Home Knowledge Central Bank Consumer Protection Code Review

Central Bank Consumer Protection Code Review


The Central Bank of Ireland (Central Bank) has commenced the first phase of a three-stage review of the Consumer Protection Code 2012 (as amended) (Code). The review aims to ensure that the Code remains fit for purpose and future-ready, and that consumers remain well-protected amidst a rapidly changing financial services landscape.

As part of this first phase, and as signalled in our March briefing on the Central Bank’s 2022 regulation priorities, on 3 October 2022, the Central Bank launched a discussion paper (Discussion Paper) on the topic of consumer protection in financial services. The purpose of the Discussion Paper is to stimulate discussion and obtain feedback and views from consumers and stakeholders on key discussion topics before considering and publishing proposed revisions to the Code. The resulting feedback will then be the subject of a formal public consultation in the second phase of the review process.

The Discussion Paper presents a discussion based on two broad themes and eight specific themes, on which the Central Bank hopes to engage widely with stakeholders.

Broad Themes under the overarching category of securing consumers’ best interests are:

A. Availability and Choice – Effective Market Functioning

While recognising that an effectively functioning market with appropriate levels of competition, transparent pricing structures and clear information provides customers with access to the products they require, the Central Bank is seeking views on issues such as availability of choice of financial services and products for consumers and the channels through which those services and products are provided together with the importance of competition.  These views will assist the Central Bank in understanding the interaction between regulation and effective market functioning with availability and choice of products.

B. Firms Acting in Consumers’ Best Interests

The Central Bank considers that guidance on what it means for a firm to act in its customer’s best interest could be helpful and welcomes views in this regard.  The Central Bank has outlined some key components that would form the basis of such guidance as follows:

  • taking a holistic approach to a customer’s best interest;
  • focusing on outcomes for customers; and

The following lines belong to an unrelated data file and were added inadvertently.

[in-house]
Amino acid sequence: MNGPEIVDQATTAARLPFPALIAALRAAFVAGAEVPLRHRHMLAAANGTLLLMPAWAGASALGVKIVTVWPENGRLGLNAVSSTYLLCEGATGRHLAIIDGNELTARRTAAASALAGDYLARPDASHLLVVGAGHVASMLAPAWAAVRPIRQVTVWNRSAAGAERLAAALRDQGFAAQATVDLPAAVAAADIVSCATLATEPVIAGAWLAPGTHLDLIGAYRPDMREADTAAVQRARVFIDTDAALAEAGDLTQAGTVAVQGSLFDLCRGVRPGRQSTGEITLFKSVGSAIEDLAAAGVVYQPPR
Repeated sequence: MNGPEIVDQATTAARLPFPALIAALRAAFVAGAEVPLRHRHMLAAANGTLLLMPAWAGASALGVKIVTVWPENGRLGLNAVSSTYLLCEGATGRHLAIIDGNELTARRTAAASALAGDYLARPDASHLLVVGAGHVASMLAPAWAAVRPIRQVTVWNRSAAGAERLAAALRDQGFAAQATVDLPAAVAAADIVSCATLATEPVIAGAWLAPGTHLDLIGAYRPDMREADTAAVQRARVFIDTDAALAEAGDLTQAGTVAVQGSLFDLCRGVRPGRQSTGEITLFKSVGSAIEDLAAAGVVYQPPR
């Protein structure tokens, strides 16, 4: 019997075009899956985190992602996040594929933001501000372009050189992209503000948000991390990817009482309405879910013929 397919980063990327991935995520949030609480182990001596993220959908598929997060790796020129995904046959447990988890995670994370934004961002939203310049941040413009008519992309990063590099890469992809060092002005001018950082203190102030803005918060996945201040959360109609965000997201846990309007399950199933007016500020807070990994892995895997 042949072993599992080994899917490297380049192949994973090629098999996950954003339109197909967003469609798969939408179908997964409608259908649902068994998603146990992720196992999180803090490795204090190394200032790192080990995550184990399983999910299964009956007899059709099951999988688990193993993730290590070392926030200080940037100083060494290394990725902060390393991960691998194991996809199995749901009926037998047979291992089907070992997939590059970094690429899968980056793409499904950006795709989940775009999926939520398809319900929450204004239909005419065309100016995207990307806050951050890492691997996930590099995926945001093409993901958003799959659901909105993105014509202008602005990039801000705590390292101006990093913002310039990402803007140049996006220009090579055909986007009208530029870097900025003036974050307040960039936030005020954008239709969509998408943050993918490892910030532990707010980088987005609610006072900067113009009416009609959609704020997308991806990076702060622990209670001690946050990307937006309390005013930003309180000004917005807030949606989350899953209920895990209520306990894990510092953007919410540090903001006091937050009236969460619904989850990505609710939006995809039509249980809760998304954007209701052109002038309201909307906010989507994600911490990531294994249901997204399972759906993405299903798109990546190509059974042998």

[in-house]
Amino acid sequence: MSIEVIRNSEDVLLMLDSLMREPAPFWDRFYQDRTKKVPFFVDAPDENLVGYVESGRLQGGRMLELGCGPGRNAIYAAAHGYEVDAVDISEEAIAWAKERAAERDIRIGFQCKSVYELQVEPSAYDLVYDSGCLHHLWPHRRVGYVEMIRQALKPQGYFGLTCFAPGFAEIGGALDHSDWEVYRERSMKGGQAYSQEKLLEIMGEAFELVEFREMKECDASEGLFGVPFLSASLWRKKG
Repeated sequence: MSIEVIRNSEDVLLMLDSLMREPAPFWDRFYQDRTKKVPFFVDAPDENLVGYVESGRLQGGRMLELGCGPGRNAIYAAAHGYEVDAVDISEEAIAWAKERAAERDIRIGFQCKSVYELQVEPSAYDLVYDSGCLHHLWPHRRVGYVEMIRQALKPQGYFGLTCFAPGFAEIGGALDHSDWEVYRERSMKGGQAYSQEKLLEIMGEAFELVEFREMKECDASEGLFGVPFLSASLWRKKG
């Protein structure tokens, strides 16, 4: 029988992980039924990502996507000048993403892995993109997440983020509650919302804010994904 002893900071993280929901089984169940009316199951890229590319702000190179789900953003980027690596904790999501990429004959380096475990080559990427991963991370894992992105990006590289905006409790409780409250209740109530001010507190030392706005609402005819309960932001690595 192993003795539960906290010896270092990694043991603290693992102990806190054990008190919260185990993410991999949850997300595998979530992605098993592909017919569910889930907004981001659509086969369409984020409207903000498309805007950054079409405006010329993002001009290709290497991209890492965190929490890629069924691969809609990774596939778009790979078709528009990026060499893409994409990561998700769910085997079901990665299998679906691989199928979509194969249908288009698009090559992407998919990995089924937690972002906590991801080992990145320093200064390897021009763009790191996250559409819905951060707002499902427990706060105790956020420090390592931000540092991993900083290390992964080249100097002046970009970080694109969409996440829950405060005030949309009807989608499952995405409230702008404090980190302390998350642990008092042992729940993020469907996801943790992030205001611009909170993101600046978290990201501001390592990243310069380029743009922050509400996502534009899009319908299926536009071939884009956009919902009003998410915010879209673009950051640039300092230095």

• the legitimate expectations of such customer regarding the information provided on products and what the “ordinary consumer” in that market would have expected.

Specific Themes, which are informed by global standards such as the OECD’s High Level Principles on Consumer Financial Protection, include:


  1. Innovation and Disruption – to ensure that benefits of change and innovation are realised for consumers and the economy with the appropriate risk mitigation measure in place.
  2. Digitalisation – to maximise the benefits of increasing digitalisation while ensuring consumers are protected from unfair practices and the appropriate use of personal data.
  3. Unregulated Activities – to ensure consumers have clarity around activities that are regulated and those that are unregulated.
  4. Pricing Matters – ensuring consumers have access to clear and unbiased information on pricing.
  5. Informing Effectively – ensuring consumers receive sufficient information at the right time to enable informed decisions as to financial products and services.
  6. Vulnerability of Consumers – ensuring that firms understand vulnerability and take steps to address the needs of vulnerable consumers.
  7. Financial Literacy – in recognition of financial literacy’s role in ensuring that consumers best interests are protected, the Central Bank is seeking views on what can be done to improve financial education.
  8. Climate Matters – ensuring that firms act in customers’ best interests as financial products and services evolve to respond to climate change.

Additional points raised in the Discussion Paper

Retail banking review – Competition and consumer choice in retail banking is being considered as part of the Government’s ongoing Retail Banking Review, which will be published later this year. The outputs of this process may further shape the future approach to consumer protection.

Switching code – Any gaps emerging from the current migration of bank accounts may be addressed by a review of the Code of Conduct on the Switching of Payment Accounts with Payment Service Providers.

Authorisation – The Central Bank continues to look at enhancements to its pre-application engagement with firms considering authorisation as a regulated entity.

Innovation Hub – The Innovation Hub has been a successful initiative, and the Central Bank is keen to build on its engagement with innovation and innovators. A consultation on proposed enhancements to the innovation hub is planned for 2023. Development of spaces for interaction between regulation and innovation is also mentioned, including “regulatory sandbox” arrangements.

Review Timeline

Stage                Description   Timeframe

Phase 1

  • Discussion Paper published – Ongoing engagement (to include: regional events, financial services conference and online feedback. The closing date for online submissions is 17:00 on Friday 31 March 2023.) 

October 2022 – 31 March 2023

  • Publication of feedback on Discussion Paper

Q2 2023

Phase 2

  • Public Consultation on revised Code to be launched 

Q4 2023 


Phase 3

  • Finalisation of a revised retail conduct framework



For further information on the Discussion Paper and Code review process, please see the Central Bank press release here.

For more information, please contact any member of the Financial Regulation Unit  or your usual William Fry contact.

Contributed by Jane Balfe